Divorce Children And Bullying

It is the parents' job to help their children learn how to deal with difficulties in life.
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I had the privilege recently of attending an anti-bullying conference sponsored by the U.S. Attorney's office. I came away from the conference a true believer in the close relationship between bullying and the childhood difficulties caused by parental separation.

The first person I met at the conference was an assistant District Attorney from a nearby California county. Her work involves juveniles in the criminal justice system and she drew a direct link between bullying and high conflict families. She observes a larger number of juvenile offenders playing out inter-parental conflict by displacing their aggression and directing it at other youngsters. Parents who act with intimidation and perpetuate physical or psychological harm are teaching their children to use those tactics to solve problems. It's an, "if it's okay at home, it's okay at school" mentality.

Because they are exposed to and observe high-conflict adults, children and youth of all ages model destructive behaviors at school. Parents are role models for their children and abusive behavior can be inter-generational. This direct link to bullying increases the pressure for separating parents to learn ways to reduce conflict in their interactions with each other.

If you are a separating parent who learns your child is bullying at school, here are some specific tips to help you remedy the situation:
  • If your separation includes high levels of conflict with the other parent, find ways to reduce the conflict.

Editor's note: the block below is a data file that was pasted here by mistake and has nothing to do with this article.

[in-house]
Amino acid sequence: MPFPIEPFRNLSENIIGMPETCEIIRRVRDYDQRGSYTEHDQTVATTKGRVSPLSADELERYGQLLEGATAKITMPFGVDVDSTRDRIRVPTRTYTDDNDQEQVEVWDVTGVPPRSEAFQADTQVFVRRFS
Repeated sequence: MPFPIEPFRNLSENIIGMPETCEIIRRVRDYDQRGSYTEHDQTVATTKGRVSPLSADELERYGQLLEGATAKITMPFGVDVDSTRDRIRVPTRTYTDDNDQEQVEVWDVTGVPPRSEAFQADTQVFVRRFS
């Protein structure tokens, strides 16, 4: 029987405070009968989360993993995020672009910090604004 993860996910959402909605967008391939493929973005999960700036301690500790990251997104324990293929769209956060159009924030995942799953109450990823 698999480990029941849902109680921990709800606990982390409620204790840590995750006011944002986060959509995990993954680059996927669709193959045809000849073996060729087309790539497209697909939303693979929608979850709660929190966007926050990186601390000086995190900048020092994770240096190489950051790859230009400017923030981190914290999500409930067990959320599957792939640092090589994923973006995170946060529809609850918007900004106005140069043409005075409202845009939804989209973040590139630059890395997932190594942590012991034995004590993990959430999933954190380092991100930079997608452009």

• Help your child learn productive ways to express anger.
  • Clarify that even though the family is going through a lot of changes, you will not tolerate bullying or mean-spirited behavior of any kind. Believe it or not, children of all ages find security in clearly set limits.
  • Stay actively involved in your child's school activities.
  • Make your child a priority during the separation.

On the other end of the spectrum, any child who is feeling anxious or vulnerable because of changing family circumstances can be a potential target for bullying. Bullies identify the most vulnerable and insecure kids in their peer group to pick on. Children who are upset or withdrawn because their parents have separated -- especially if they've had to move and change communities or schools -- are quickly identified by bullies as easy marks.

It is the responsibility of the parent to inform teachers if their child is struggling with the separation so that the educators can watch out for a youngster who is feeling powerless. If you are a separating parent who thinks your child might be vulnerable to bullying at school, here are some specific tips for you:
  • The school is your ally. Communicate accurately and openly with the school about the family changes and how they are affecting your child.
  • Develop a safety plan with your child so they can feel protected and safe in the event they are picked on; coach your child through safe alternative behaviors.
  • Recognize that bullying takes many forms in addition to incidents at school -- texting, social media and hazing are examples. Stay aware and informed of your child's interactions with his or her peers.
  • Make your child a priority during the separation.

Remember parents, it is your job to help your children learn how to deal with difficulties in life. During separation, that responsibility can become more complicated, but a well-informed, proactive parent can help their child feel safe every day.

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